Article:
CU Denver’s downtown brand
As the University of Colorado Denver expands its downtown campus, it is doing more than just constructing new buildings. The school, which has more than 14,000 students in downtown Denver, is building an education corridor.
“The symbolism is that a corridor connects,” says Chancellor Don Elliman. “As an urban-based research university, we have the ability to connect to the community.”
CU Denver connects to the community by making it easy for adults who work downtown to attend classes at the campus, and for students to get internships and jobs downtown. The university’s emphasis, Elliman says, is on a professionally targeted education. The average age of CU Denver undergraduate students is 24, which is older than traditional college students. It’s a group that is, among other things, focused.
“On a campus like ours, 80 to 90 percent of students have a good idea of what they are studying for, so they have some specificity to their courses,” Elliman says. “We are thrilled with our location. It allows us to connect to a part of Denver that is pretty vibrant.”
The anchor of the corridor is the CU Denver Business School Building, at 1475 Lawrence St. CU’s newest building, which opened in fall 2012, features floor-to-ceiling windows at the street level, an atrium, and a new location of Udi’s, the bakery café chain that was founded in Denver. The architectural details are intended to make the place look more like an office building than a typical academic building, to make the transition from school to work seamless.
The building design is also intended to encourage collaboration, as it is now much easier for students and faculty to get together for a chat about finance over a cup of coffee. Before, the various departments of the CU Denver Business School were in 15 different locations.
The new building houses the J.P. Morgan Center for Commodities, also new. The center focuses on agriculture, energy and minerals. Although the term “commodities” usually brings to mind the Chicago Mercantile Exchange and trading futures in gold, silver, oranges and pork bellies, there is more to the commodities business than traders. In fact, it makes perfect sense for Colorado to have a commodities center, says Sueann Ambron, dean of the CU Denver Business School.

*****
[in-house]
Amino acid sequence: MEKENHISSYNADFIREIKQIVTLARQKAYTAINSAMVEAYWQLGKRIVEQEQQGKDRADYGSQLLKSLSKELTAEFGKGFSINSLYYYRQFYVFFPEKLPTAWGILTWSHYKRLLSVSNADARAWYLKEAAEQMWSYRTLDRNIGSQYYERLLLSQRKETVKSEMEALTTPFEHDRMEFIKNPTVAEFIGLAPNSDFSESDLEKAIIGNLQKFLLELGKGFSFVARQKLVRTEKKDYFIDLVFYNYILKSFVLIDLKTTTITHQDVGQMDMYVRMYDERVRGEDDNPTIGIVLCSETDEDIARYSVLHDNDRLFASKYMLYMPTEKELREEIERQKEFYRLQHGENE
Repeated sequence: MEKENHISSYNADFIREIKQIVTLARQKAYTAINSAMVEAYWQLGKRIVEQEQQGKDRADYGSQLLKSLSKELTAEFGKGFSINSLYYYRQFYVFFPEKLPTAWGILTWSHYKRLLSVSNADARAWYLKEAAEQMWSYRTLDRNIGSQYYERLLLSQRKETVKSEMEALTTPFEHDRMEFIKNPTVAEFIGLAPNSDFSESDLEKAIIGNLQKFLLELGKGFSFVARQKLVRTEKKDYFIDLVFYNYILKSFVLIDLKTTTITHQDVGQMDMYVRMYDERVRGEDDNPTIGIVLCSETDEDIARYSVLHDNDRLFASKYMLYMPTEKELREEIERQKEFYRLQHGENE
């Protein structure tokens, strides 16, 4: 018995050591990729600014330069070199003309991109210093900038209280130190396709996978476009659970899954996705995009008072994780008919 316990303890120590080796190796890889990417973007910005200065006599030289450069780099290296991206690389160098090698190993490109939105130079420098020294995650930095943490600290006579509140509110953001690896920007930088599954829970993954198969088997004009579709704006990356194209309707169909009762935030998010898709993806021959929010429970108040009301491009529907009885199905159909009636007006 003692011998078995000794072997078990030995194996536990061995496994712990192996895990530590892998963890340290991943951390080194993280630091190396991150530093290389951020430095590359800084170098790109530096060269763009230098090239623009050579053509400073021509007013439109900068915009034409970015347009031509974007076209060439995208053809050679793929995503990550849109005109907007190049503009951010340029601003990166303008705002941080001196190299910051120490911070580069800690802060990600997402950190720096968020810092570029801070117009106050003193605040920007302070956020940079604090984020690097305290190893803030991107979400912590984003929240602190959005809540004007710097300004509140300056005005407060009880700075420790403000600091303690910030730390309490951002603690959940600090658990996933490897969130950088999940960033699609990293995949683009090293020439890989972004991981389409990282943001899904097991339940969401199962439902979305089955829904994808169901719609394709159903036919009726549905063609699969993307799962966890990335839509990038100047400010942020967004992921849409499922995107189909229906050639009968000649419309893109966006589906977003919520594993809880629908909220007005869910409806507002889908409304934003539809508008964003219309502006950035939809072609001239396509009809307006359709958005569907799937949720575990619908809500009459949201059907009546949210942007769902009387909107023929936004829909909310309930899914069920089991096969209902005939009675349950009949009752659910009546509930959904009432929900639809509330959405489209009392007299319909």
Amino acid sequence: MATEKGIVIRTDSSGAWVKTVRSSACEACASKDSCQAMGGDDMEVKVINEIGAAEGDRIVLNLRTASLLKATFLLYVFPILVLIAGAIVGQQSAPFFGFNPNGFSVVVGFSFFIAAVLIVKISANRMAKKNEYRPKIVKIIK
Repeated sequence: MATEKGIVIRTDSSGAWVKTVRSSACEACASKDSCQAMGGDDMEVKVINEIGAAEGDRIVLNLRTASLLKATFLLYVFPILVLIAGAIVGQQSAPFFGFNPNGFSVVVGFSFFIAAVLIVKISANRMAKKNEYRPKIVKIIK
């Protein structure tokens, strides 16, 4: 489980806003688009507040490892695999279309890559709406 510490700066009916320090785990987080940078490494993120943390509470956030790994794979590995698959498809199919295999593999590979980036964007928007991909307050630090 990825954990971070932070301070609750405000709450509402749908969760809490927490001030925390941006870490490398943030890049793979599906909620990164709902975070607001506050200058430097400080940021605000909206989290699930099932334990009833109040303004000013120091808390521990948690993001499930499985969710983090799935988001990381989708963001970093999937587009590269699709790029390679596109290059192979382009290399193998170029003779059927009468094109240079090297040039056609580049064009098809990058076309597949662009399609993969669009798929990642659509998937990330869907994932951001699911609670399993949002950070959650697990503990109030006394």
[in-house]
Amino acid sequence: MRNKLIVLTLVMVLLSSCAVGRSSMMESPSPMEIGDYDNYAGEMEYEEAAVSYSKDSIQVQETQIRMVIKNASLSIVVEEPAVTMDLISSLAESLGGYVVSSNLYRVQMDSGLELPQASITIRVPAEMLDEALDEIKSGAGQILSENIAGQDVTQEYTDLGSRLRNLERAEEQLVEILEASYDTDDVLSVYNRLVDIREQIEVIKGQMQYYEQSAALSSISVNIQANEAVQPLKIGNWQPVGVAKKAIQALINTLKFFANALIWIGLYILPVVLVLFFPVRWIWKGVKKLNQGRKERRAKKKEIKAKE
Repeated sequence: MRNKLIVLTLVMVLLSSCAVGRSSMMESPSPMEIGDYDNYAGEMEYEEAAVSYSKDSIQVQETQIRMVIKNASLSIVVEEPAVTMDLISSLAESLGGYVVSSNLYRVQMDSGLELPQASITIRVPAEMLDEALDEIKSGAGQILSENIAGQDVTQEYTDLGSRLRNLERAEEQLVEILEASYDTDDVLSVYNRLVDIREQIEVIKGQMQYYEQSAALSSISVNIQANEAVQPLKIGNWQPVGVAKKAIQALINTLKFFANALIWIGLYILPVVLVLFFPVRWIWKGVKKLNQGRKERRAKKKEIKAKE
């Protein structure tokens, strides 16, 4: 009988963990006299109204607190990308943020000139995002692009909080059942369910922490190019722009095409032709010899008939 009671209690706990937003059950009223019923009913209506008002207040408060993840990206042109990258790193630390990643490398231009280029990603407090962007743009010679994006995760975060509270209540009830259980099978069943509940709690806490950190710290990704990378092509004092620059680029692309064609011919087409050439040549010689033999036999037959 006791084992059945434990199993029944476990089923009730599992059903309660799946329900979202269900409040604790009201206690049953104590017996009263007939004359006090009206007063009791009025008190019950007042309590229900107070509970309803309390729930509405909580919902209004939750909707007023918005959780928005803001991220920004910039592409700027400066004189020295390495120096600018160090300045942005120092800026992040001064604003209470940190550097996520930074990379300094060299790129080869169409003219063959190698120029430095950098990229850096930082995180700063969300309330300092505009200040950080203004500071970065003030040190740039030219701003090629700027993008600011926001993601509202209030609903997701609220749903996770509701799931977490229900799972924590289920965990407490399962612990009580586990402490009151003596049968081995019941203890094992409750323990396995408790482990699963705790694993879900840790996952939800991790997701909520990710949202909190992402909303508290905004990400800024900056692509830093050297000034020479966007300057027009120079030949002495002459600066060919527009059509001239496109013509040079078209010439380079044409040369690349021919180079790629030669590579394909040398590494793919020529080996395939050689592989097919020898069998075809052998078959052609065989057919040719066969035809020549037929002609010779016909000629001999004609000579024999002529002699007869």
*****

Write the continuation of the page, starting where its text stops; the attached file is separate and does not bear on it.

“Commodities are what Colorado is built on,” she says. “We are not just producing traders, but people who understand something about commodities.” That means, for example, lawyers who deal with mining companies, accountants who work with energy companies, and people who have expertise in regulatory issues. In fact, the J.P. Morgan Center for Commodities will launch a new class in the spring. The class will include four field trips, including one to a gold mine.
The new center exemplifies the relationships CU Denver is building with the business community. The school has business advisory committees that offer suggestions on what is needed in the work force. For example, Ambron says, the energy company Encana noted it was having trouble finding accountants who knew the idiosyncrasies of energy accounting. CU Denver responded with new courses in energy accounting. Banks indicated they preferred finance majors to have accounting skills, and accounting majors to have finance knowledge, so the school added courses in those areas of expertise.
It helps that many of these employers are located downtown. “They need folks who can write well, think well on their feet, and understand how to deal with change,” Ambron says. “The whole concept of having professional schools available to workers, and having workers and students available to companies, is what we are all about.”
Also, Ambron says, the city is changing. Denver is transitioning from a car culture to one in which residents commute by light rail, not to mention bicycles and walking. People can walk to class after work, and they can network, in person, without the hassle of a long drive.